Mr. Jack Hodges
William O’Neil + Co, Inc.
12655 Beatrice Street
Los Angeles, CA 90066-7002
Dear Mr. Hodges:
This letter is in response to your letter dated June 12,1998, in which you inquired about the Order Audit Trail System (OATS). It is also to formalize our previous telephone conversation in which we discussed our responses. As you will note and as we discussed, we do not have answers to all of your questions. We ask your patience as we continue to formulate a complete response.
By way of background, your letter states that William O’Neil + Co., Inc. ("O’Neil") is an institutional brokerage firm that trades OTC stocks for its customers and for its own account. O’Neil does not make markets. Orders for customers are either routed to market makers or they are worked on Instinet (an ECN). Based on the foregoing, you raise several questions.
The first question asks how O’Neil should report to OATS the execution of an order or orders placed with Instinet, if the orders result in partial executions. For example, a customer order for 5000 shares comes back as executions of 200, 500, 300, 700, 100, etc.
An order received from a customer and placed with Instinet would require O’Neil to submit a New Order Report and a Route Report to OATS. Instinet would submit a New Order Report and an Execution Report or multiple Execution Reports to OATS. O’Neil would not be responsible for making Execution Reports to OATS. Examples of this scenario can be found in the June 30,1998 version of the OATS Reporting Technical Specifications ("Tech Spec") in Section 4, at 4.3.7: Order Execution via an ECN.
In the follow-on situation, you raise the question of working multiple customer orders in the same stock. This requires the firm to go back and allocate shares at different price levels from all the executions to the various accounts.
Again, as we noted above, O’Neil would report each order initiated on behalf of a customer or the firm as a New Order Report, which then would be followed by a Route Report to a market maker or an ECN. When O’Neil bunches orders before routing them to a market maker or ECN, O’Neil would file individual New Order Reports and an individual Route Report for each order. However, each Route Report would have the Bunched Indicator of "Y" with the Routed Share Quantity equal to the total number of shares being bunched. An example of this can be found in the Tech Spec at scenario 4.3.15: Bunched Routing. Finally, the market maker or ECN would then be responsible for a New Order report for each order it receives and an Execution Report for each order fully or partially executed. Again, O’Neil would not be responsible for making Execution Reports to OATS.
Your second question inquires about your firm’s OATS reporting obligations when modifying orders sent to an ECN, such as Instinet. You note that orders routed to Instinet must have limit prices even if they are market orders. In addition, your trader will modify the limit price as the market conditions warrant. You note that in a fast moving market this can mean modifying the limit price 10 or more times a minute. Finally, you mention a feature called "pegging" on Instinet that allows your trader to peg the price of the order to, for example, the middle of the quoted market in a stock. Again you note that in a fast moving market that could mean that the "pegged" price of the order on Instinet could change 20 times in a minute.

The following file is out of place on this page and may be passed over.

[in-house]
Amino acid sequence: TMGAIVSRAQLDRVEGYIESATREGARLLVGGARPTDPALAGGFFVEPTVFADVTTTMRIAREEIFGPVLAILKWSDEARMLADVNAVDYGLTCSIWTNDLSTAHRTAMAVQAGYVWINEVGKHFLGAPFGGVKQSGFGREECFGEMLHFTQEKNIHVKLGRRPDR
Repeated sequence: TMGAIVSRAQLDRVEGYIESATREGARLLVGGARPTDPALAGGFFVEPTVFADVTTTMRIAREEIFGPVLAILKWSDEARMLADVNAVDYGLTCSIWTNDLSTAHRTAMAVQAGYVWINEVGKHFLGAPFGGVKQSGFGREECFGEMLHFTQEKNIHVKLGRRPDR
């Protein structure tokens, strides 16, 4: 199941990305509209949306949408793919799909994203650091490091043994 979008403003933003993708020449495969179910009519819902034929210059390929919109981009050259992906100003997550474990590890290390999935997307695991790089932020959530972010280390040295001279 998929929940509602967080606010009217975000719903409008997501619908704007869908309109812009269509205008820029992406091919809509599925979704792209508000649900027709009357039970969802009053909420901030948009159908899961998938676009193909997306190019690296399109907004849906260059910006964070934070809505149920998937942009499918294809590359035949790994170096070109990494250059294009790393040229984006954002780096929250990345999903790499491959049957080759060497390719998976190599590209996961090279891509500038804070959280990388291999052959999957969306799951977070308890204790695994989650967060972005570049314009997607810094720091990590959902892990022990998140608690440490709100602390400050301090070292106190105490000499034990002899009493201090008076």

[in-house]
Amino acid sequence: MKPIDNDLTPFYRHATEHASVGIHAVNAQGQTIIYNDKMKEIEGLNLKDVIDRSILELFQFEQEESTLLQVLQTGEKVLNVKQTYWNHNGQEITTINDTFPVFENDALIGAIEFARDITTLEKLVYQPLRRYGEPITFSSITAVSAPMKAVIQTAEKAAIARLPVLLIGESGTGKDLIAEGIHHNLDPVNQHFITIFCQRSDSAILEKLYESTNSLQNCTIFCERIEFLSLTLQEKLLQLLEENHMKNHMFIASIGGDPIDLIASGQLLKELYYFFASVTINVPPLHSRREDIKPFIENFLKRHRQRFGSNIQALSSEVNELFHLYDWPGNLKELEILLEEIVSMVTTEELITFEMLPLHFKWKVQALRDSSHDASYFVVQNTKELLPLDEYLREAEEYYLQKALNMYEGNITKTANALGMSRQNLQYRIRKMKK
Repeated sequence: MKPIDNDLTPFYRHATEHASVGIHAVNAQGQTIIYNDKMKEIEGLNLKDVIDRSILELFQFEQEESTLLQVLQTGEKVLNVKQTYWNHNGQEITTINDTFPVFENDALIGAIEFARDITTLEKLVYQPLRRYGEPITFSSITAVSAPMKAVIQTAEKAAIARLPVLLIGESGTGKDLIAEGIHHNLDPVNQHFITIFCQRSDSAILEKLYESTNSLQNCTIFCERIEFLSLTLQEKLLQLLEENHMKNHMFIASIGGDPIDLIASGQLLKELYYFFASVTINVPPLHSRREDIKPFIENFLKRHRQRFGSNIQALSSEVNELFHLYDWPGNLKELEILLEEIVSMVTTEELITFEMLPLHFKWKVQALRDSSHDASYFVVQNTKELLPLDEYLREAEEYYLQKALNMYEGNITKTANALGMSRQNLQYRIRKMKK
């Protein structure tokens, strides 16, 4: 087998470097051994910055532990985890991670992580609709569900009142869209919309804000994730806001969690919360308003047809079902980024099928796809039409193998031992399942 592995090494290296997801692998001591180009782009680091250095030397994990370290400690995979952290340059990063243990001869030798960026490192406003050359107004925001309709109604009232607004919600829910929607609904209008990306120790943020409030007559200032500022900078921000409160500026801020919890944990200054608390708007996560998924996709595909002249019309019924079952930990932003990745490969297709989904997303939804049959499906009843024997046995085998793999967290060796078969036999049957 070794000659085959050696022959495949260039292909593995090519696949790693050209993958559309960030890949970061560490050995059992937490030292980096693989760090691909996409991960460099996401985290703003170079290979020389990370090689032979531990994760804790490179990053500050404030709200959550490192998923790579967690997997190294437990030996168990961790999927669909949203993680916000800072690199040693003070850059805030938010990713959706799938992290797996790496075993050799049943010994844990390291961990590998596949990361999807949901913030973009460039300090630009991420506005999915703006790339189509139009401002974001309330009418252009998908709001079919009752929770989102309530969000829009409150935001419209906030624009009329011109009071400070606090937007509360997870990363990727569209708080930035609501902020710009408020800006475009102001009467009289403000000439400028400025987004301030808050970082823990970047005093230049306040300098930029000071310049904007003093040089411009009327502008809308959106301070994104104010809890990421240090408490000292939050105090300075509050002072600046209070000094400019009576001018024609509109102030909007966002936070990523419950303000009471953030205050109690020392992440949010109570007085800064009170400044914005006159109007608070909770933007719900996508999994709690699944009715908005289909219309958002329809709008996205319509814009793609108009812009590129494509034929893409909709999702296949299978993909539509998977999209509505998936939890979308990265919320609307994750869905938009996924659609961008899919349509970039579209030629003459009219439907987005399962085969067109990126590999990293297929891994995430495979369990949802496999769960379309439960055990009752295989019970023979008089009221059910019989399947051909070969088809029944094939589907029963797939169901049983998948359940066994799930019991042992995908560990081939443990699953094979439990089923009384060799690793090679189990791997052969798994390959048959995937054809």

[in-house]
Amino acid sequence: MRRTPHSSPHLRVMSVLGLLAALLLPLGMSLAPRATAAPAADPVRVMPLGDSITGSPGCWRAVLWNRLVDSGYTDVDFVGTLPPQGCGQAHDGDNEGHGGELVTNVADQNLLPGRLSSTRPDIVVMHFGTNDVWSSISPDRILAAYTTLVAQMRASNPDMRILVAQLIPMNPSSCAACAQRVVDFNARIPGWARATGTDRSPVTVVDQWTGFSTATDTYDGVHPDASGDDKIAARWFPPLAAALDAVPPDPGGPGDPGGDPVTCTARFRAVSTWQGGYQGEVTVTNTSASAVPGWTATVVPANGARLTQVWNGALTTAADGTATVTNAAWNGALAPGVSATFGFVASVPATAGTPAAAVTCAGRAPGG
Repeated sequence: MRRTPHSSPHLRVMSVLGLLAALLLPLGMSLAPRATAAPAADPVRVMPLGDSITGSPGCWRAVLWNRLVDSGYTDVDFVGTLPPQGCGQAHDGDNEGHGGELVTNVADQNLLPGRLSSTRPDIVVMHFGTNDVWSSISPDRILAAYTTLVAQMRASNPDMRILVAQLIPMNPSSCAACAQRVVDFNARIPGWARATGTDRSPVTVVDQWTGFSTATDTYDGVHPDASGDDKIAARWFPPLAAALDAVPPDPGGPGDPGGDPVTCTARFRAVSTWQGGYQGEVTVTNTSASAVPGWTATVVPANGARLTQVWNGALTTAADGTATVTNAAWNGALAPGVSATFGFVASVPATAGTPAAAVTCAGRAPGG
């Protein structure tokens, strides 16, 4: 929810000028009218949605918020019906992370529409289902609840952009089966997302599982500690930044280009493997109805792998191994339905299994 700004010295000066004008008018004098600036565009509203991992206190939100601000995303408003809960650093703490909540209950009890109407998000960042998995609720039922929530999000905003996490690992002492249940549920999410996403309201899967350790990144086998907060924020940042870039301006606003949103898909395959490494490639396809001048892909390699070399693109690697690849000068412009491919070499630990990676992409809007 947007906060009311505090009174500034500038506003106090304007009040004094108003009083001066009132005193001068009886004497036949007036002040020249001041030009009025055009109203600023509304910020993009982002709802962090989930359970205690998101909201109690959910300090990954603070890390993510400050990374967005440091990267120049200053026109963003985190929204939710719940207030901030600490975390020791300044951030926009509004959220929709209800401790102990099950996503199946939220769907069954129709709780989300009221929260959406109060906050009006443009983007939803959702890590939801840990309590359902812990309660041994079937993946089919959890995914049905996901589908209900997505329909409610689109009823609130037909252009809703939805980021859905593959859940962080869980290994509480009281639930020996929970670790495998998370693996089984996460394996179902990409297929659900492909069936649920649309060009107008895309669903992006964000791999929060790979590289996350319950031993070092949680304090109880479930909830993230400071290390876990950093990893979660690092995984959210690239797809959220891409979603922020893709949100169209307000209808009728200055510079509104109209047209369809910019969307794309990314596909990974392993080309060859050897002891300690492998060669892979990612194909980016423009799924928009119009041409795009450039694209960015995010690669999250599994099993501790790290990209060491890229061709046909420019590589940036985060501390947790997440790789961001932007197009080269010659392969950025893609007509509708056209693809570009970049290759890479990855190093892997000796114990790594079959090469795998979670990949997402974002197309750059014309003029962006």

The first part of this question is still under review and as such we are deferring our response until a later date. In answer to the second part of the question, the "pegged" order scenario you gave, the firm would be required to file a New Order Report and a Route Report for the order with a Special Handling Code of "PEG", in addition to the other required elements. As long as the trader did not make any modifications to this order, Instinet would track the changes based on the instructions given.
Your third and final question asks about your OATS reporting requirements where your firm is negotiating an order or part of an order. You note that you may enter a bid at a price higher than your existing bid on Instinet, followed by further counter offers or bids. You further indicate that this process may result in an execution, but it may be only for a portion of the order. The process would then begin again for the remainder of the order. You state that recording all of these bids and counters would be very difficult if not impossible.
Your firm is required to file a New Order Report and a Routing Report when an order is sent to Instinet, but is not required to report the negotiations between the routing and an execution. For example, suppose your firm placed an order on Instinet for 1,000 shares at 10 and then proceeded to negotiate with one or more firms. As a result of the negotiations, 500 shares at 10 1/8 were executed in a transaction. Only the New Order Report and the original Route Report of 1000 at 10 routed to Instinet would be reported by your firm. Instinet would file the Execution Report for the 500 shares at 10 1/8. None of the negotiations between your original Route Report and the Instinet Execution Report would be transmitted to OATS.
We hope that this letter has been responsive to your inquiry to the extent noted. Please understand that the opinions expressed in this letter are staff opinions only and have not been reviewed or endorsed by the Board of Directors of NASDR. The letter responds only to the issues you have raised based on the facts as you have described them in your letter and does not necessarily address any other rule or interpretation of the NASD or all the possible regulatory and legal issues involved.
We are reviewing your unanswered question and hope to respond to it in the near future. Should you have any further questions please contact me at (301) 590-6530.
Kevin P. McEvoy
Market Regulation Department